Curiouser and curiouser. As workmen move in, the Lebanese Jewish Community admits that it has not raised enough money to restore the Maghen Avraham synagogue in Beirut. No overseas Jewish donors have contributed to the project either*, according to this Associated Press report:
"BEIRUT — Laborers have torn down the disintegrating roof, cleared the debris and erected scaffolding, showing Wednesday that the long delayed renovation of Lebanon's oldest and most important synagogue has finally begun.
"Beirut's imposing Magen Abraham synagogue was badly damaged during Lebanon's 1975-90 civil war and remained devastated long after the rest of the downtown was rebuilt with new shopping arcades and gleaming skyscrapers rising from tree-lined streets.
"Solidere, the giant company that has taken the lead in flattening and then rebuilding much of downtown has said it is up to each religious sect to restore their own places of worship — a tall order for a dwindling community of only 200 Jews.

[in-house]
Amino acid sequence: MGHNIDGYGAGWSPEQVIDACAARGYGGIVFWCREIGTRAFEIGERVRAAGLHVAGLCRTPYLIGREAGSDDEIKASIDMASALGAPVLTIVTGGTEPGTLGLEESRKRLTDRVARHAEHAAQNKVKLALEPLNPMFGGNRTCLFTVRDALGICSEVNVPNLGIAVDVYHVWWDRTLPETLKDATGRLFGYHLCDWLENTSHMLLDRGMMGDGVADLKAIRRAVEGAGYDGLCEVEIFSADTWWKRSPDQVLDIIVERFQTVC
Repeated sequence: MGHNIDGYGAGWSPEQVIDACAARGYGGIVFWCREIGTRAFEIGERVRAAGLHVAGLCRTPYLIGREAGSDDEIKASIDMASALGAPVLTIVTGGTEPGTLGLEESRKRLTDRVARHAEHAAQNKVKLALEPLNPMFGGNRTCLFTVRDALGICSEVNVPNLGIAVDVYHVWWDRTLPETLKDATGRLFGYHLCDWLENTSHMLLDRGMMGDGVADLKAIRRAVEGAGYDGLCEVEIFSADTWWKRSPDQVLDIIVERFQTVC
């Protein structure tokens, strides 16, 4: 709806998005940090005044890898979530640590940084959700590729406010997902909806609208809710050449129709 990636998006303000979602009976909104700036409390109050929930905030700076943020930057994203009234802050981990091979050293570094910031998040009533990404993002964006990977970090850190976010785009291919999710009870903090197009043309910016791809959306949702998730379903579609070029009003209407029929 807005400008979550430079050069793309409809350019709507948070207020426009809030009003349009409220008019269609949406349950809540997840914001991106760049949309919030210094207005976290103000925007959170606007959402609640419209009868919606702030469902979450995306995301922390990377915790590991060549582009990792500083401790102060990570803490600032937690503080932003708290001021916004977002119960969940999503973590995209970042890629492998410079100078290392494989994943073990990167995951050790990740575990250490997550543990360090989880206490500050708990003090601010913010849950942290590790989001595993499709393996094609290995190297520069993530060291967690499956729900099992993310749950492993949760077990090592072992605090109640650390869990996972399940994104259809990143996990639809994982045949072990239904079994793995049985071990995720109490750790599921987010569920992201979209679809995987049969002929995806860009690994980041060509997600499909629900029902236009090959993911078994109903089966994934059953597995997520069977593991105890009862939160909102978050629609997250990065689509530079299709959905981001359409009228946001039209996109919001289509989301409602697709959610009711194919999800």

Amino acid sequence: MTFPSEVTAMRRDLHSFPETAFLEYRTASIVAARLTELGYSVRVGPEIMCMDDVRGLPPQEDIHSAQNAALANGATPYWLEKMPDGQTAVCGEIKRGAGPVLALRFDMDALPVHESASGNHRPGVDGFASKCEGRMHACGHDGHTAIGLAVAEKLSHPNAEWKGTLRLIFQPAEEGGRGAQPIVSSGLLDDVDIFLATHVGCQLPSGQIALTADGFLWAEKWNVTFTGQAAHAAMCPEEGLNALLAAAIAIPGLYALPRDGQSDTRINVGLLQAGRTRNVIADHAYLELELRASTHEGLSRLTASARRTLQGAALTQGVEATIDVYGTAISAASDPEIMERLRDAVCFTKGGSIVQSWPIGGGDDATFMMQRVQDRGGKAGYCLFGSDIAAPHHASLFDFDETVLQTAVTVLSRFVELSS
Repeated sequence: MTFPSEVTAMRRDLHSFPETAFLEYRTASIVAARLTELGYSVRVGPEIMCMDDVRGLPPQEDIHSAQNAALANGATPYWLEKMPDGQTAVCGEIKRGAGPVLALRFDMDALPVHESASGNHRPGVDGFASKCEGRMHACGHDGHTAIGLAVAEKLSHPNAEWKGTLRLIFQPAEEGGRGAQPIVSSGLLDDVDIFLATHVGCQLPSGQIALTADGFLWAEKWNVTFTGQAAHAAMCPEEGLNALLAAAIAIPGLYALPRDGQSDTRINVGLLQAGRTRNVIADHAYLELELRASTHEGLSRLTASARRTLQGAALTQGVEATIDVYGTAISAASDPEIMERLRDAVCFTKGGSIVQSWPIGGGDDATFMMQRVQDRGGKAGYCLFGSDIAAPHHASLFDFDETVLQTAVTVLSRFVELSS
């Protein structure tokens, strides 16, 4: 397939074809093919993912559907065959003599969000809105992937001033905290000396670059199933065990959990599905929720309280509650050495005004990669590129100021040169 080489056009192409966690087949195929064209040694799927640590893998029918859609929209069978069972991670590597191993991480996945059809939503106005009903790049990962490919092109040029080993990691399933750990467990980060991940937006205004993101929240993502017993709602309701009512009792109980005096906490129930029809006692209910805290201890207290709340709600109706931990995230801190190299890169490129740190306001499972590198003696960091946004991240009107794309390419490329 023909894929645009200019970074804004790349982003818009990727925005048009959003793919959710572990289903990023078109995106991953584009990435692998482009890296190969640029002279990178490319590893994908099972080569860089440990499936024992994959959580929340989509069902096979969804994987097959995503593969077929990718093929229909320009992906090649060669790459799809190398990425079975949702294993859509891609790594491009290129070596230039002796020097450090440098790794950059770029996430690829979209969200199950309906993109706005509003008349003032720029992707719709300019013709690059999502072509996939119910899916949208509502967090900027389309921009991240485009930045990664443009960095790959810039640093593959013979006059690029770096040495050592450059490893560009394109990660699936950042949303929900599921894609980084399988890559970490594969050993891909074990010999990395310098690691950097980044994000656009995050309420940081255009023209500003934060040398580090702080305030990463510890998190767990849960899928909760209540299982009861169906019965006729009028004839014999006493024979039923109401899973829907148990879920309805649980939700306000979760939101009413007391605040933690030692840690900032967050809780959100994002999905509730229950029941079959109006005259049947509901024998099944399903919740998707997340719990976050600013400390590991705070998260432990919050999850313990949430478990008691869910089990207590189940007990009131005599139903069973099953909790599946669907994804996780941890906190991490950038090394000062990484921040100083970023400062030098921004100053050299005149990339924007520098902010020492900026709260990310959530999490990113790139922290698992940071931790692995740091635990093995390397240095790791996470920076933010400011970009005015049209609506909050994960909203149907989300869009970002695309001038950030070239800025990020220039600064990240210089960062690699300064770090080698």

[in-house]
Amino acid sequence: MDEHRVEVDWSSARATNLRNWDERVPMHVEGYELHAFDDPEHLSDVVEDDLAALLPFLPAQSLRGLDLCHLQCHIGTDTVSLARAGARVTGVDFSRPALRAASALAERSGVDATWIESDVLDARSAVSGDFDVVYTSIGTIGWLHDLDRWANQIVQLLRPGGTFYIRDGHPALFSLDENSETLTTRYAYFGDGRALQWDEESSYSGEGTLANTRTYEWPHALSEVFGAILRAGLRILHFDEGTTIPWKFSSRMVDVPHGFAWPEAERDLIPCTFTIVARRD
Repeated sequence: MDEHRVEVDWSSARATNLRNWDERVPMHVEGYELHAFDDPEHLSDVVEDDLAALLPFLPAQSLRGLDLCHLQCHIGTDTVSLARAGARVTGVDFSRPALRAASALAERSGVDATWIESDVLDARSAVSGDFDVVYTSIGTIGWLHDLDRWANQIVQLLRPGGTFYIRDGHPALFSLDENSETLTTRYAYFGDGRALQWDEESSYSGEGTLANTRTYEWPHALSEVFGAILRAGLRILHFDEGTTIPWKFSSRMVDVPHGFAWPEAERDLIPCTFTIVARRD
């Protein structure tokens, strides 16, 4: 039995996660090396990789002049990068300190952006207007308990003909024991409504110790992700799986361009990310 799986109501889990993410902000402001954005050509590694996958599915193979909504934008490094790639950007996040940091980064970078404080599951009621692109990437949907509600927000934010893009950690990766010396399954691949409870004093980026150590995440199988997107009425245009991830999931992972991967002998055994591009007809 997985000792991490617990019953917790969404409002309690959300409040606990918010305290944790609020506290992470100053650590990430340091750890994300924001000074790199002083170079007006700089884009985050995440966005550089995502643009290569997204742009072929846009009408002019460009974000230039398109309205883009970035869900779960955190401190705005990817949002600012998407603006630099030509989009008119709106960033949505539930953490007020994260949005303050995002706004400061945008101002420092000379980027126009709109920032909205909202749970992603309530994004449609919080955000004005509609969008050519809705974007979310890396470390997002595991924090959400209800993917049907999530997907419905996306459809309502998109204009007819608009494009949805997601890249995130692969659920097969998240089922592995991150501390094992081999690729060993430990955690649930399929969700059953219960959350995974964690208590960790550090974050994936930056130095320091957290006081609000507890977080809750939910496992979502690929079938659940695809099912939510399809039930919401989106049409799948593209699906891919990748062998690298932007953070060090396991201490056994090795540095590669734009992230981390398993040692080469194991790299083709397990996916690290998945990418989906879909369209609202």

"On Wednesday, about a dozen laborers worked on the building, stockpiling wood and clearing debris, stones and weeds.
"The project might take a year or so to complete depending how much money we can collect," an official of the Lebanese Jewish Community Council told The Associated Press Wednesday.
The official, speaking on condition of anonymity because he was not authorized to speak to the media, said the renovation, which began about 10 days ago, is estimated to cost between $1 million and $1.5 million.
Renovation was scheduled to begin in 2006, but work was put off due to turmoil in the country following the 2006 Israel-Hezbollah summer war. It was delayed further by the global financial crisis last year as potential Jewish donors overseas, who were to provide the bulk of the funds, decided to wait.
The Jewish official said the council, which cares for the remnants of Lebanon's Jewish community, does not yet have the necessary funds to complete the renovation.
"So far, no donations have come from Jewish donors overseas," he said. He added that the money to begin restoring the synagogue's roof came from the Jewish Council's own budget, while declining to elaborate on the exact amount."
*This is contradicted by other reports of two donors in Geneva.